So, before adding more Group II oil to your Group I oil, check with your supplier for compatibility, ensure your Group I oil is clean and free of contaminants, has enough antioxidant or remaining useful life left, and check to see if it really is necessary to mix the two! Get your lab to conduct an RPVOT Oxidation test too.

Warning – If your Group I oil is beyond recovery (oxidised), don’t try to rejuvenate it by adding Group II oil to it, drain it, flush your system and add a fresh charge of Group II oil.
Rotating pressure vessel oxidation test (RPVOT) - ASTM D2272, formerly called the rotating bomb oxidation test (RBOT) Rotating pressure vessel oxidation test (RPVOT) – ASTM D2272, formerly called the rotating bomb oxidation test (RBOT)

The Twisty Turny Bit

The tricky bit is that the blend of oils can fool laboratory results into thinking that antioxidant levels are within an acceptable range as the charge of new Group II oil skews the result. Bear this in mind and look for other signs such as visual varnishing and staining. If you are still not sure (if you can) then inspect the oil cooler elements on the off duty unit for staining, indicating that the oil has broken down and is shedding its additive pack. You may need to remove the blend of oil, treat the varnish, flush the machine and replenish with new Group II polished oil.

Tip: Make sure your new oil is polished (filtered) before use, as it will not meet equipment OEM cleanliness (ISO 4406) standards as supplied by the oil reseller!

ae7c3a50-0a6e-4107-ae9c-740c4bbee180 ISO 20/18/16 NAS 10 sample from ‘new’ oil delivered in a tote
3bdc1b3a-1cc9-4bd7-80bc-aa46abd91415 ISO 15/12/10 NAS 4 – Polished with 2¼m microglass media

When is it OK to Blend Oil Groups?

To improve mineral oil properties even further, manufacturers do blend synthetic base oils with mineral base oils, to produce what is known as not surprisingly, a blended oil. These oils are common in gear oil applications as synthetics are too light for these heavier applications.

Pros and Cons

Group I oils were cheap and readily available, but no more. They have a greater tolerance to particle and water contamination, however degraded Group I oil can change its molecular structure, and become carcinogenic.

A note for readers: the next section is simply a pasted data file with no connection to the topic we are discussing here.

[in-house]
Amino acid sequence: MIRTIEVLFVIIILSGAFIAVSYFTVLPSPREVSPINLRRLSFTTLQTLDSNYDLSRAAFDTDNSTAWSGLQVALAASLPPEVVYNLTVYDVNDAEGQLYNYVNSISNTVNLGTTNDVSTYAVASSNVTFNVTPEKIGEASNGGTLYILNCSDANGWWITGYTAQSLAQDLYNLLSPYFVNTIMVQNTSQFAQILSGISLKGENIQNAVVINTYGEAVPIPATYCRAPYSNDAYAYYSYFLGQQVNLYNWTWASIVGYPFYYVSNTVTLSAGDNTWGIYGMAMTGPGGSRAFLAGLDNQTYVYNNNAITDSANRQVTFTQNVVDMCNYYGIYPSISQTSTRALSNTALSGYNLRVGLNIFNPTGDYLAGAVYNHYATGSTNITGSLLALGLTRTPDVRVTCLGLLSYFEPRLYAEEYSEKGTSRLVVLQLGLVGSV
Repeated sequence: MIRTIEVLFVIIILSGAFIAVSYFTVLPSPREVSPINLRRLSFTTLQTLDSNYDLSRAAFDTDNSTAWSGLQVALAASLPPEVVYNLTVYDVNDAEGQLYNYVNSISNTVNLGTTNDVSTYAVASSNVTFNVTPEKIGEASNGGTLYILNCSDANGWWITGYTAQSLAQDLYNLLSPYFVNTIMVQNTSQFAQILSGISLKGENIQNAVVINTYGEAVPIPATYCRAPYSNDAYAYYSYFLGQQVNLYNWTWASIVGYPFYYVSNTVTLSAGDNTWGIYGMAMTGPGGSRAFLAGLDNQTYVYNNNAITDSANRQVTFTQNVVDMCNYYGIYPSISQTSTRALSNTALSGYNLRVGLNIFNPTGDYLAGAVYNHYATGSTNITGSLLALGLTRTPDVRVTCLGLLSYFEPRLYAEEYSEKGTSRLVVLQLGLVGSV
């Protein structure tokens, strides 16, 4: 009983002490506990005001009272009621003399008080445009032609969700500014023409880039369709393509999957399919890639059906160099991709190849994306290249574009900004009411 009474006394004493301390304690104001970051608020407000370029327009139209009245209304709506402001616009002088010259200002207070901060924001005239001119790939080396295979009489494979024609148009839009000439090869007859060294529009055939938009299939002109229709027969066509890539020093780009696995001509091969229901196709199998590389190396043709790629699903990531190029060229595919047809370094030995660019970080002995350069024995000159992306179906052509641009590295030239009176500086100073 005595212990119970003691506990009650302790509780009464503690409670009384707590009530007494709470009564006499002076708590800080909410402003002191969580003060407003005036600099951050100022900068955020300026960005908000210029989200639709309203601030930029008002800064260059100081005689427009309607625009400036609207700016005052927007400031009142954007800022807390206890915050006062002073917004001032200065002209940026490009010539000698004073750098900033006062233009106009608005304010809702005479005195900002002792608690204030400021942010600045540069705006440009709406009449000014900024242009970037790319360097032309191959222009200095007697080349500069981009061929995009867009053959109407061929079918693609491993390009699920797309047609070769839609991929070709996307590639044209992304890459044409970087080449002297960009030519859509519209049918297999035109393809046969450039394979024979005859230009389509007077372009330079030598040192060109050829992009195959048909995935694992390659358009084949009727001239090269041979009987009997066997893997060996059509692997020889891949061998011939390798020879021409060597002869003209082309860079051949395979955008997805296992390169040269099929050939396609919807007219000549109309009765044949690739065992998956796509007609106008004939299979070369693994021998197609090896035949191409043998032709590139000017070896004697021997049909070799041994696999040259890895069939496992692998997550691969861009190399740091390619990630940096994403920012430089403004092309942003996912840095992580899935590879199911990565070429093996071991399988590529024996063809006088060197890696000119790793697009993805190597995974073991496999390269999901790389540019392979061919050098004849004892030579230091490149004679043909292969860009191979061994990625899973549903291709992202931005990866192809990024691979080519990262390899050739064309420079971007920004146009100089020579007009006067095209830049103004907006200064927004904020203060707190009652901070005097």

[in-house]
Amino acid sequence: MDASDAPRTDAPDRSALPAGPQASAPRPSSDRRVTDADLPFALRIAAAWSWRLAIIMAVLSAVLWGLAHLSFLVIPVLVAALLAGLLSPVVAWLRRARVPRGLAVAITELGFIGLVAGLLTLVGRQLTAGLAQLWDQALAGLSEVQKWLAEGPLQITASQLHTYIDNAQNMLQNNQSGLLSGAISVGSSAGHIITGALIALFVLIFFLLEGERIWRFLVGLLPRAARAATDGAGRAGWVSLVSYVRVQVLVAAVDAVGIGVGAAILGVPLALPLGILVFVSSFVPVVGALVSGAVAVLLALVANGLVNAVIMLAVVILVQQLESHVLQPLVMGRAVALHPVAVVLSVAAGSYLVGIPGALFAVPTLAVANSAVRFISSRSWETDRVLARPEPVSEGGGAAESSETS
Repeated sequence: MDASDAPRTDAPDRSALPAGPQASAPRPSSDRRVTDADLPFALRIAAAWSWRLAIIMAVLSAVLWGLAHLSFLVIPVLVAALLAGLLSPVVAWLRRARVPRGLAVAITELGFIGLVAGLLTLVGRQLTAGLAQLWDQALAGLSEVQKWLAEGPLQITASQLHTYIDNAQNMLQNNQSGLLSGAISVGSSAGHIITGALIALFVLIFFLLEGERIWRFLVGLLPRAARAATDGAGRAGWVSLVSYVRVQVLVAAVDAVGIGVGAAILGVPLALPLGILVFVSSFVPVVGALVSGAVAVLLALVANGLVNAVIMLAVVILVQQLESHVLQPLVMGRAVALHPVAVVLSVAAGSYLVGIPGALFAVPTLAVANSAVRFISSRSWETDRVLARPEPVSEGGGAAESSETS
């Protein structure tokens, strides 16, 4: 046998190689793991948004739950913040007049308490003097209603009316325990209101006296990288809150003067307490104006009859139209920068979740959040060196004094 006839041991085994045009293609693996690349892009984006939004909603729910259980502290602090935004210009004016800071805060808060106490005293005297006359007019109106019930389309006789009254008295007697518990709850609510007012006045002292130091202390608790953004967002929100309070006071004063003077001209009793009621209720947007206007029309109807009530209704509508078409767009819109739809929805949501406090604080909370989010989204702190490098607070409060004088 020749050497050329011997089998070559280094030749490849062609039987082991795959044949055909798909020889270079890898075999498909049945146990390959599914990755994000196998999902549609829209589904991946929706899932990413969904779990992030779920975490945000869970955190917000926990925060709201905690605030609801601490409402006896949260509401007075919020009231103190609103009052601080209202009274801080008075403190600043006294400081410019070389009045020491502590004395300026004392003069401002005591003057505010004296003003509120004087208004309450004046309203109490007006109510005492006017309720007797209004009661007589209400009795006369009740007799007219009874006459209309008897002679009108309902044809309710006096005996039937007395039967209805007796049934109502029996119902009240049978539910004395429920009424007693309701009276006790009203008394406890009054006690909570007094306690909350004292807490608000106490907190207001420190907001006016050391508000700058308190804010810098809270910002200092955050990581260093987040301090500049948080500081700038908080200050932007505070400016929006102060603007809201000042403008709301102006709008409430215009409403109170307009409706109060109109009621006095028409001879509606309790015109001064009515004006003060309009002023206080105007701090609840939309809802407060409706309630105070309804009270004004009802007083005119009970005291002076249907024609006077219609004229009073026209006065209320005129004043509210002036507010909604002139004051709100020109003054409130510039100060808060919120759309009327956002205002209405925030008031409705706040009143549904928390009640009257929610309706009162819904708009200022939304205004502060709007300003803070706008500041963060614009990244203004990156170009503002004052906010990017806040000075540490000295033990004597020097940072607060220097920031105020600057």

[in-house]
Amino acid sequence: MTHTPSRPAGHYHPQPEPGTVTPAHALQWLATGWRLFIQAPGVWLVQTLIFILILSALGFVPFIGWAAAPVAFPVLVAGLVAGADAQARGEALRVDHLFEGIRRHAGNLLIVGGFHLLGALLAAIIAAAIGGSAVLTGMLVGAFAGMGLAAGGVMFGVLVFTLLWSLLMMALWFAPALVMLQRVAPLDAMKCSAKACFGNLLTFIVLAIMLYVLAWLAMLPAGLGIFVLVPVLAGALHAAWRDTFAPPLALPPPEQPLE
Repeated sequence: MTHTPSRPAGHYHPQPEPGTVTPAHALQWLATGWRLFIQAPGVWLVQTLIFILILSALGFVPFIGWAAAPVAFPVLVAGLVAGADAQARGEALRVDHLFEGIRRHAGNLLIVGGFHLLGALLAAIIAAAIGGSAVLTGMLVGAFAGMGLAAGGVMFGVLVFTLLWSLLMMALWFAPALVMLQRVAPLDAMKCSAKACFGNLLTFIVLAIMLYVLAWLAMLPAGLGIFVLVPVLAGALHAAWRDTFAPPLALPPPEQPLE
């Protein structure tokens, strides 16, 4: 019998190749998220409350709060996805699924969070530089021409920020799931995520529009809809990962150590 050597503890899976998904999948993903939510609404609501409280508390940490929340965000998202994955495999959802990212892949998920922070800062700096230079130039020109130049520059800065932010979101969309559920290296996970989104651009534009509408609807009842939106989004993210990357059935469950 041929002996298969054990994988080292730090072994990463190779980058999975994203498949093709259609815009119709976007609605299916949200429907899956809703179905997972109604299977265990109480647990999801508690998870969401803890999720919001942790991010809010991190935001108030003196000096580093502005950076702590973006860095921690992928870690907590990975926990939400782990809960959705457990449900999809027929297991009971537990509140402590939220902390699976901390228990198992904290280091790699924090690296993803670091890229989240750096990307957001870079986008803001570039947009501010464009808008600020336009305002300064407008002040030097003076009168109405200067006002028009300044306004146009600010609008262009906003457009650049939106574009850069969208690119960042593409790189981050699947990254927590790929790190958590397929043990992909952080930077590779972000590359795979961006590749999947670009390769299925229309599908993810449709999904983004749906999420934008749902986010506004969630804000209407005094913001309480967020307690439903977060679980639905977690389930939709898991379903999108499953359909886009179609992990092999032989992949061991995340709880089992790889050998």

Group II oils are readily available and cheap, can withstand higher operating temperatures, have increased service life, better wear protection and improved lubricity. They have a lower threshold for varnish causing contaminates though.

If you have clean oil and moisture and particulate is well managed on your site then a Group III oil will provide your machines with much better wear protection and an improved Viscosity Index.

Managing Your Oil Cleanliness


There are many solutions on the market today to mitigate moisture and particulate contaminant. BioKem uses a range of units and for the best results you may want to consider a vacuum dehydrator VDOPS type unit. They are effective at removal of dissolved, free and emulsified water, entrained gas, and particulate for heavy gear oils right down to very light oils of any Group. They are the Gold Standard of the filtration industry. These VDOPS units have class leading microglass filtration media to remove particles as small as 2¼m.

If you want some advice on specifying or sizing a suitable unit for your Plant, then let us know.

Summing up

If you can avoid ad hoc mixing or blending old and new oils, your lube circuits and rotational equipment will benefit. In critical close tolerance rotating equipment, it’s just not worth the consequences of blending.

If possible, Don’t blend Drain, Flush, Polish and Refill!

P.S. Some oil brands and formulations are more prone to problems when blended and your manufacturer should know and can advise on this.